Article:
So we turned to poker to fill up time in our lives. We didn't need employment, although it seemed odd to be "retired" in our 30's. We definitely needed something to do. We played a lot, sometimes 90 hours a week. We played cash games and both preferred Stud. We played in Vegas and Atlantic City, mostly.

We liked AC better than Vegas. At the time, Vegas still tolerated a LOT of dealer abuse, AC didn't. Trop had an easygoing quality. The comps were good, the chairs were comfortable, the room was dimly lit, the players were mostly playing for fun and relaxation, not to hit each other over the head with their chairs if they lost a hand.

We stayed away from the Vegas poker community, although I did meet a decent FT player named Dr. Al Schoonmaker at the Excalibur, playing $2-6 spread limit Hold'em, which was the staple low-limit HE game in Vegas at the time.

I didn't know him as Dr. Al, I just knew him as Al, a low-limit rock grinder in Vegas, who liked the end seats, and put tons of cushions on his chair. He was the first "decent" full-time player we met. He did not invite us to the WPDG, which should tell you something about how he felt about us, lol.

Following my Mother's advice, I stayed away from the scumbag poker players. I didn't lend them money, I didn't give them a buy-in, I didn't get involved in their lives. They were the bottom of the barrel disgusting. Sort of like the scum I'd been avoiding in Missouri all of my life, lol.

I also didn't play tournaments. Until I got a freeroll, that is. And that would come back to haunt me, spending up years of my life trying to reclaim the dead money I'd lost in tourney buy-in's, by playing more lucrative cash games. Oy, vey.

Anyway, eventually we moved out to Arizona. And that is when poker really boomed, and Stud began a quick descent into death.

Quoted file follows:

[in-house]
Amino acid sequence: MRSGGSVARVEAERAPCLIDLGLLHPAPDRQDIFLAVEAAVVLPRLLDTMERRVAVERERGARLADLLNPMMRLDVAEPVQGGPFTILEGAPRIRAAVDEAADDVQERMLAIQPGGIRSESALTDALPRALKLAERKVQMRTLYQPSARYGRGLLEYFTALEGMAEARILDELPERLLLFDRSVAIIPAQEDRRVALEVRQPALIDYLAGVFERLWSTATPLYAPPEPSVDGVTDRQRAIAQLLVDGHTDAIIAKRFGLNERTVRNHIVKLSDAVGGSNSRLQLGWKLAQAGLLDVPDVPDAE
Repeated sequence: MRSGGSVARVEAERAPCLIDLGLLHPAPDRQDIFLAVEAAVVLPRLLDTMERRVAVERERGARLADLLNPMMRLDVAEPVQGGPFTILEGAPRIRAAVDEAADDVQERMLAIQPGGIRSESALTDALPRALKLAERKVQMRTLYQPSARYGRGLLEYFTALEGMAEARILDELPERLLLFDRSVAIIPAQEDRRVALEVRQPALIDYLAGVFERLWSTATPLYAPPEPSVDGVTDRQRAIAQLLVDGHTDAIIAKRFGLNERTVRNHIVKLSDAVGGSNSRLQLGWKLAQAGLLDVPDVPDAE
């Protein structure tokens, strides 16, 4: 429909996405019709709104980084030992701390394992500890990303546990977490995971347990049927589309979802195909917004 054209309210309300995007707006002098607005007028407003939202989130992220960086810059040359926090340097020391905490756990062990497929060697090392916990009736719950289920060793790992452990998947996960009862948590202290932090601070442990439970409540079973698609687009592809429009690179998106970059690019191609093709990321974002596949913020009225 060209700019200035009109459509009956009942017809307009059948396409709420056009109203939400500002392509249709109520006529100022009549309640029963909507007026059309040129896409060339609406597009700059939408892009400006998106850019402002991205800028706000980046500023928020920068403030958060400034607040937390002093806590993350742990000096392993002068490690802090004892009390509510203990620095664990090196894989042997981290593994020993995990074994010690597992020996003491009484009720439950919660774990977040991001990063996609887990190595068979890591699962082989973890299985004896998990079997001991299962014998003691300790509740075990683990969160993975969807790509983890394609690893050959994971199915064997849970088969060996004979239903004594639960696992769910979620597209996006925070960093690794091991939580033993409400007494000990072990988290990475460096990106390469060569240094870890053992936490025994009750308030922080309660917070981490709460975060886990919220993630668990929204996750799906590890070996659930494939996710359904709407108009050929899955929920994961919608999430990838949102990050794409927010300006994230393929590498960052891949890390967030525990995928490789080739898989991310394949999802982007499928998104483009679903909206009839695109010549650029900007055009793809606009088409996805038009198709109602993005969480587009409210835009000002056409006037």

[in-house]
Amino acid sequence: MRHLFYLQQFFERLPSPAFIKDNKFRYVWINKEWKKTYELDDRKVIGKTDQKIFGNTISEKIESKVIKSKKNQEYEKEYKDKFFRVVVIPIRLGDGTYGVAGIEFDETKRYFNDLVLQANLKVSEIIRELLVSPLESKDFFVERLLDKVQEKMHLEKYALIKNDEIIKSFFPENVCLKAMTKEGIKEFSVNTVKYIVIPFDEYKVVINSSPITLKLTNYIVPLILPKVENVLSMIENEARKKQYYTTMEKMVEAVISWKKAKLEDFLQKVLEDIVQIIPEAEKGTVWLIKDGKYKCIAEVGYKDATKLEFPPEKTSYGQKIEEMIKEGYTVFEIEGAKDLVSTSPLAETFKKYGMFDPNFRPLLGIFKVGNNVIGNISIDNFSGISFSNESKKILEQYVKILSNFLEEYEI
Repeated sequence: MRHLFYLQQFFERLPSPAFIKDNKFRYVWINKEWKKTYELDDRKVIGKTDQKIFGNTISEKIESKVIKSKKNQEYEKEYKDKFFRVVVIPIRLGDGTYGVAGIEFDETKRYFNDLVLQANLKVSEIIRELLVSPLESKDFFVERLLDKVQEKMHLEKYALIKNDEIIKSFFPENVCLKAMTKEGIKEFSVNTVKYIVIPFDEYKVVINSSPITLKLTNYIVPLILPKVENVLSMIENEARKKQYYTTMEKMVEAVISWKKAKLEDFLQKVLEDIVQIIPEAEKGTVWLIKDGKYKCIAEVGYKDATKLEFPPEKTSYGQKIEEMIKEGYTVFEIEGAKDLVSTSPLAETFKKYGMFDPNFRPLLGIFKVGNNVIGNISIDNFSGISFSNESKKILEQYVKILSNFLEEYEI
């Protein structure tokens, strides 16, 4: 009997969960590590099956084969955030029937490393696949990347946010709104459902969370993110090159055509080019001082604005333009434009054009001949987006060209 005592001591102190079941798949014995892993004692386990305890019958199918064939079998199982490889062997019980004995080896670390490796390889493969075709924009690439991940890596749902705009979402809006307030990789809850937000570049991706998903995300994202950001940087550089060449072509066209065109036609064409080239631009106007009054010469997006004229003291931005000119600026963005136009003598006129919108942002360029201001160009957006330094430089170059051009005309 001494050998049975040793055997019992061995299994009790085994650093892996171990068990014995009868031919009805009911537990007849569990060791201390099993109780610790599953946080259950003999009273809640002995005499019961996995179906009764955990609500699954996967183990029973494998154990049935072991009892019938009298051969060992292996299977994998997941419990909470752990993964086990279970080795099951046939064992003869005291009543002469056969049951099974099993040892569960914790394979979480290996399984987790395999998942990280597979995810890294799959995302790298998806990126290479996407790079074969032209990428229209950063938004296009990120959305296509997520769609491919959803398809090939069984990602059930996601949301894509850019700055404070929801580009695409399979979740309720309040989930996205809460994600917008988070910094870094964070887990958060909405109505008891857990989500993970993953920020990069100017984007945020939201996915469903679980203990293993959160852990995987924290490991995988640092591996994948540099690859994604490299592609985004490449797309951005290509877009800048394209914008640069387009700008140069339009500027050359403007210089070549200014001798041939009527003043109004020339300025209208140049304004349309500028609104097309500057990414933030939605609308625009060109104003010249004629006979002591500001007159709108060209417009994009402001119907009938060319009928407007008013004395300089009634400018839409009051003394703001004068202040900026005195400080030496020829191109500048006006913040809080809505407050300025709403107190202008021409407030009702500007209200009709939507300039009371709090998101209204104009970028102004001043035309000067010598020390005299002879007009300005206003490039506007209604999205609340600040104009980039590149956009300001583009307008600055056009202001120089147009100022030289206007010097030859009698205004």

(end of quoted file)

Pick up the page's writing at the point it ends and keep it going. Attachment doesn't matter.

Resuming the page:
Stud was already on it's way out. There are several reasons for this, more than I could go into even if I wanted to. Someday I'll tackle that subject. Stud died for some of the same reasons games like Pan are dying. Not many people want to "work" anymore. The American mindset is "how much can I get without working for it? Or at least working as little as possible?"

A game that requires intense concentration for long periods of time is fading in America. Like reading, Americans would rather get their "higher education" by watching "books on TV." You know, movies!!! I truly knew America had become a doomed society when I heard people saying many times in the past few years, "You know, that movie they made into a book..." Then listing a classic, lol. The illiteracy of Missouri has spread like a cancer throughout the rest of the country.

But this has had an impact on poker, too. Why play "that game where I have to memorize all of the cards and look at everyone's board" when they can play "that two card game where I don't have to memorize anything, look at anyone's board, study their faces, or figure out where I might be in the hand, when I can just look at the community cards, figure out the best possible hand and proceed from there?" That's America. Why work when you can just step out in front of a car, sue for five million dollars and "get it for free?" We had many five million dollar cases of stubbed toes tripping up the stairs at AOL.

So that was the death of Stud in a nutshell. Who wants to work? No one in America, that is for sure.

And how does this tie itself into the painful ability to tell the future? Well, I've known for a long time that poker is becoming synonymous with one game: Texas Hold'em.